Siding Material Calculator
Find the number of squares of siding material needed by entering the dimensions of the building below for a wall or gable. Optionally, include the number of doors and windows to refine the estimate.
How to Measure for Siding
If you’re planning a siding replacement project or preparing to install a new exterior, then the first thing you should do is estimate the size of the project. This step will help with estimating material and labor costs.
Siding is often estimated and priced by the square.
How Much is a Square of Siding
Square is a term used by contractors, installers, and building suppliers and is a unit of measure equal to 100 square feet of material.
Vinyl siding is commonly estimated by the square to determine how much labor and material is needed.
One square of siding will cover 100 square feet, and an average box of vinyl siding contains 2 squares of material.
To find the number of squares of siding needed for an installation, measure the width and height of each wall in feet. Multiply the width and height to get the area of the wall in square feet.
Divide the square footage by 100 to get the number of squares needed for the wall.
For example, a wall that is 40ft wide and 12ft high will require 4.8 squares of material.
40 × 12 = 480
480 ÷ 100 = 4.8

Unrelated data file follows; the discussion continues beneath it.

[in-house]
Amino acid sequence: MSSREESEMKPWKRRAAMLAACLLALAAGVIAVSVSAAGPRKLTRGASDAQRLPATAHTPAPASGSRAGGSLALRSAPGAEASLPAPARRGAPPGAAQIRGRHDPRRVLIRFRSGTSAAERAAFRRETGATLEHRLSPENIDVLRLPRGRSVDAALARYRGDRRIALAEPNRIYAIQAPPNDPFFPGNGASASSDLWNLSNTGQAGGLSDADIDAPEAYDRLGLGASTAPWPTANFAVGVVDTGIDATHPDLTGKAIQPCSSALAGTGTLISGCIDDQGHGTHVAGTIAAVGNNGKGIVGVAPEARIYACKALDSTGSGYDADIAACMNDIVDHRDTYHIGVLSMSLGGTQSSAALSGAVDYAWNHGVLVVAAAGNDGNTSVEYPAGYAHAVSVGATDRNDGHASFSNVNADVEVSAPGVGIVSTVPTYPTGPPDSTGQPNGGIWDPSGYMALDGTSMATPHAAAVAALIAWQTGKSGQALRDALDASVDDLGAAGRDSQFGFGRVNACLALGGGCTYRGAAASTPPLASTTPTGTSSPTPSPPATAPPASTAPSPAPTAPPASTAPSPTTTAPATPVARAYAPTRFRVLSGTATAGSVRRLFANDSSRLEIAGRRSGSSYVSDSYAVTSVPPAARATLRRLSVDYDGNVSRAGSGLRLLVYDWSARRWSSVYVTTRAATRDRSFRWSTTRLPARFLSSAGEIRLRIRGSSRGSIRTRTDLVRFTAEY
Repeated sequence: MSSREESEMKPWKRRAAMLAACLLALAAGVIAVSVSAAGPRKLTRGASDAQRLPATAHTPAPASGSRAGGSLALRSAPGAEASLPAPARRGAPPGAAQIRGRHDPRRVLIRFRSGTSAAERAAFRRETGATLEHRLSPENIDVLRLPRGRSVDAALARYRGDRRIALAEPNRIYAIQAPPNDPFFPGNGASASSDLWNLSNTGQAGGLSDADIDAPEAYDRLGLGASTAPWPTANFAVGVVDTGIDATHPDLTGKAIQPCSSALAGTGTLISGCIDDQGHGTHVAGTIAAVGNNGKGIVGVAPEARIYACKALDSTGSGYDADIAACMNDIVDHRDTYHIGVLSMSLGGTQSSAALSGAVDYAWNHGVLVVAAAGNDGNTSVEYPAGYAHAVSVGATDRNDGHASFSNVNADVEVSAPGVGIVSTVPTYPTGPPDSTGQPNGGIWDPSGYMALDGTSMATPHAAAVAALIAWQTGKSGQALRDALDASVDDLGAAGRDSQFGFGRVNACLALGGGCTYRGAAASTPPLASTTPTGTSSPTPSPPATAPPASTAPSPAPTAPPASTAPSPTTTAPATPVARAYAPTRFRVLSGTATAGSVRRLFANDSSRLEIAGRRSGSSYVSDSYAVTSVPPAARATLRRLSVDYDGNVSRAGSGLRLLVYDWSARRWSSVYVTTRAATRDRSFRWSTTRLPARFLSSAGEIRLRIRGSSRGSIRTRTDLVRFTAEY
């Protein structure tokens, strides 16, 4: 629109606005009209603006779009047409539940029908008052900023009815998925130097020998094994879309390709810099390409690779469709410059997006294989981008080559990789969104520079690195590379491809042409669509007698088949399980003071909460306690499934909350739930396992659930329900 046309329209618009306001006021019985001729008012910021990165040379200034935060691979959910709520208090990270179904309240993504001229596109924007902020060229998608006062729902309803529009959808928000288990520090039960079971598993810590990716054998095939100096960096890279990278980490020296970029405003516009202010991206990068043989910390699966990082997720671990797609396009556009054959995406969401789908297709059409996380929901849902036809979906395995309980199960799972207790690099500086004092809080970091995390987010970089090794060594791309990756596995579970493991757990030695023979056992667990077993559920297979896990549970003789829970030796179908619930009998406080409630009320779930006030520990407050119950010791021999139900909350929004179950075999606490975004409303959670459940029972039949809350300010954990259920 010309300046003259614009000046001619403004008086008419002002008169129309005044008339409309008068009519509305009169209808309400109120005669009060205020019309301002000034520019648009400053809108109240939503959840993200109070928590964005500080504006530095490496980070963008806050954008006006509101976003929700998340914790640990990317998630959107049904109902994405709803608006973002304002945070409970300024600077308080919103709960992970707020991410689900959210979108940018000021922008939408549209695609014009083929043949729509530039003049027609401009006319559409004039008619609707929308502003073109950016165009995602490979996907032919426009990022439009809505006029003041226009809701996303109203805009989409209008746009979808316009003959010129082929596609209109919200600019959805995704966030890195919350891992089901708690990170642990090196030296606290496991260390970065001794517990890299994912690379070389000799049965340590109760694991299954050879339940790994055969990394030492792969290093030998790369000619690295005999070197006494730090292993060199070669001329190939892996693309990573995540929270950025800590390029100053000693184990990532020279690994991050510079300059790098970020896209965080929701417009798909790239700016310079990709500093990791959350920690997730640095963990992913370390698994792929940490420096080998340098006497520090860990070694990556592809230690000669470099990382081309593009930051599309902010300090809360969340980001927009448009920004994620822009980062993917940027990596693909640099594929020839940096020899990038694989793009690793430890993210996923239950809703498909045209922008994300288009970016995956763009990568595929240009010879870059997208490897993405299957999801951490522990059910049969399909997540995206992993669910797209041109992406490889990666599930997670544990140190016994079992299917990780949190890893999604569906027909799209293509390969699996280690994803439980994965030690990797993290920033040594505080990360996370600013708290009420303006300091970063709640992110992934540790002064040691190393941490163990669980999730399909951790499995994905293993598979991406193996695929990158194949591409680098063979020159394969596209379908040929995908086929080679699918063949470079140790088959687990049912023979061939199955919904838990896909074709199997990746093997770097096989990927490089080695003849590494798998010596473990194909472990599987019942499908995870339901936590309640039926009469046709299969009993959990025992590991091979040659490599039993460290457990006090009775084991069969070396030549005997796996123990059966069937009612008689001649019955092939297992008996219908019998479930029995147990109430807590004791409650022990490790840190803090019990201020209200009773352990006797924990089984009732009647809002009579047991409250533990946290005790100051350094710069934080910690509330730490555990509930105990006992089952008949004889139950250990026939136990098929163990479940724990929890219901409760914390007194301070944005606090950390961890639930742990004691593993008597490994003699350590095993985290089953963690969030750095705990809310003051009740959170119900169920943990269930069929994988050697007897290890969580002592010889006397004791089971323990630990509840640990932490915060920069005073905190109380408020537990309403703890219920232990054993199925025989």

How to Measure Gable Walls
Finding the square footage of a gable wall is similar to finding the square footage of a standard wall. Measure the width of the gable and the height of the gable, from the base of the triangle to the peak.
Then multiply the width and height, just like you would to find the area of a rectangle. Finally, divide the area in half to get the final square footage. Divide by 100 to get the number of squares.
For example, a 20ft wide gable that is 10ft tall will require 1 square of material.
20 × 10 = 200
200 ÷ 2 = 100
100 ÷ 100 = 1
It is a good idea to order additional material to account for angle cutoffs along the edge of the gable roof.
How to Account for Doors and Windows
A wall with doors and windows may require fewer squares of material to cover than a wall with no doors. To account for this overage in material, find the square footage of space that will not be covered in siding for the doors and windows and subtract that from the total square footage of the wall.
For example, an average door is 3ft wide by 7ft high. Subtract 21ft2 from the total square footage to account for a door. Windows vary in size, and the square footage can be found by multiplying the length and the width.
It is a good idea to account for waste during installation and order additional material. It is commonly recommended to order an additional 10% material to account for cutoffs, trim, and other waste.
Additional Siding Measurement and Installation Resources
For clapboard and lap siding, use our clapboard siding calculator to find the number of boards needed to cover the home. The board and batten siding calculator can estimate the material needed for a board and batten project.
Find the cost of siding installation in your area or find qualified installers.